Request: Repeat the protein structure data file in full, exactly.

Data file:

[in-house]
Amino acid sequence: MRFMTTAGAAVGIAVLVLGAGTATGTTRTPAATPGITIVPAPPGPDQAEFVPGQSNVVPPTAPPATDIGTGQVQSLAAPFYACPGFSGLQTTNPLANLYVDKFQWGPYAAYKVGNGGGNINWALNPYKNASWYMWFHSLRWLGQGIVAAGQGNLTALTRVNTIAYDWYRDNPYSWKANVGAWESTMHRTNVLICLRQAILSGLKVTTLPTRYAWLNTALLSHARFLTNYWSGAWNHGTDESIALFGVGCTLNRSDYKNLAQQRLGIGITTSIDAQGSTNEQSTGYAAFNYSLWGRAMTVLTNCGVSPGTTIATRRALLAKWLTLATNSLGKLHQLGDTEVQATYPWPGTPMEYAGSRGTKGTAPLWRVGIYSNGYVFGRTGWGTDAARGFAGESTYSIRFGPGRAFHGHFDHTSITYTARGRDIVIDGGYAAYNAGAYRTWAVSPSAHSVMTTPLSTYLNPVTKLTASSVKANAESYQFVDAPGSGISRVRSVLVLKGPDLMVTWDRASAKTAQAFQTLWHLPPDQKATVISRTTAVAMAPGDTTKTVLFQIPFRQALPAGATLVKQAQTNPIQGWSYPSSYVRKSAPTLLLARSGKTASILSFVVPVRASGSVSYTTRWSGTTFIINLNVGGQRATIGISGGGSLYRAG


[in-house]
Amino acid sequence: MRFMTTAGAAVGIAVLVLGAGTATGTTRTPAATPGITIVPAPPGPDQAEFVPGQSNVVPPTAPPATDIGTGQVQSLAAPFYACPGFSGLQTTNPLANLYVDKFQWGPYAAYKVGNGGGNINWALNPYKNASWYMWFHSLRWLGQGIVAAGQGNLTALTRVNTIAYDWYRDNPYSWKANVGAWESTMHRTNVLICLRQAILSGLKVTTLPTRYAWLNTALLSHARFLTNYWSGAWNHGTDESIALFGVGCTLNRSDYKNLAQQRLGIGITTSIDAQGSTNEQSTGYAAFNYSLWGRAMTVLTNCGVSPGTTIATRRALLAKWLTLATNSLGKLHQLGDTEVQATYPWPGTPMEYAGSRGTKGTAPLWRVGIYSNGYVFGRTGWGTDAARGFAGESTYSIRFGPGRAFHGHFDHTSITYTARGRDIVIDGGYAAYNAGAYRTWAVSPSAHSVMTTPLSTYLNPVTKLTASSVKANAESYQFVDAPGSGISRVRSVLVLKGPDLMVTWDRASAKTAQAFQTLWHLPPDQKATVISRTTAVAMAPGDTTKTVLFQIPFRQALPAGATLVKQAQTNPIQGWSYPSSYVRKSAPTLLLARSGKTASILSFVVPVRASGSVSYTTRWSGTTFIINLNVGGQRATIGISGGGSLYRAG